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Wave of Violence Hits Sinai

Yael Rein

Egypt’s chief prosecutor charged 20 men belonging to the Ajnad Misr jihadist group on Saturday in connection with seven attacks that killed or wounded over 100 people. The move comes amid new clashes between Egyptian security and radical Islamists in Sinai.

Egyptian army soldiers stand guard on the border with Egypt in Rafah, southern Gaza Strip, Friday, July 5, 2013. (Photo: AP)

Anjad Misr, meaning “Soldiers of Egypt, is a terrorist organization that formed following the 2013 ousting of Islamist President Mohammed Morsi, targeting officials it deemed responsible for his overthrow. The group has claimed responsibility over 15 attacks in the Cairo area since November, including several bomb attacks that around the Egyptian presidential palace. Currently, 14 of the indicted members are in custody while the six others are still at large.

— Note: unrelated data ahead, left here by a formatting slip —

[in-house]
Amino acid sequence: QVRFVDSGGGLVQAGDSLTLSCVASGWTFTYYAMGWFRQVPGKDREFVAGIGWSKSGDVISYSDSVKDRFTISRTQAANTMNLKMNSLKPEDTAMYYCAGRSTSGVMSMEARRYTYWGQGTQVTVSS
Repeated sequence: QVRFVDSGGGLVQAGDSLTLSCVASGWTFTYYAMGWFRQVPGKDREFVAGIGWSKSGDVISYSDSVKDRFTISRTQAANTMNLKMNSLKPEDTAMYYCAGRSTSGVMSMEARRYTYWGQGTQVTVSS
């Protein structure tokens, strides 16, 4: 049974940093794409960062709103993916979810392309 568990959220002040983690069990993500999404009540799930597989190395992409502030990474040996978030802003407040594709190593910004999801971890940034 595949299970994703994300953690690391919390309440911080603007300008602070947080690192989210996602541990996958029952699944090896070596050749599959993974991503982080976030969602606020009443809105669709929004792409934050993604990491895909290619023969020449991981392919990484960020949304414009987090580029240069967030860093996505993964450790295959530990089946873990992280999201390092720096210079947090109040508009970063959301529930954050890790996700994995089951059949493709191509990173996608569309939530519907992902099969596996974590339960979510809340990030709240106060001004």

The prosecutor’s charges on Saturday come as new violence from Islamic extremists claimed more lives in Sinai this weekend. On Friday, gunman killed two police officers in Sheikh Zuweid, a region in North Sinai close to the border of Israel. The next day, four children died in Aswat Masriya when terrorists misfired a shell aimed at a nearby army base. Egypt’s state run news agency reported on Sunday that government raids killed 14 suspected militants and led to the arrests of 40 more.

The recent rise in violence can partly be attributed to Israel’s ongoing operation in Gaza that began earlier this month. Hamas terrorists are known to operate in the region, not only targeting Israel but also the Egyptian government. The recent crackdowns by the Egyptians on tunnels leading into Gaza have limited the group’s ability to import new missiles and needed supplies. The Egyptians are taking a hard line during cease-fire talks with Hamas as the terrorist group helps fuel the violent militancy in Sinai.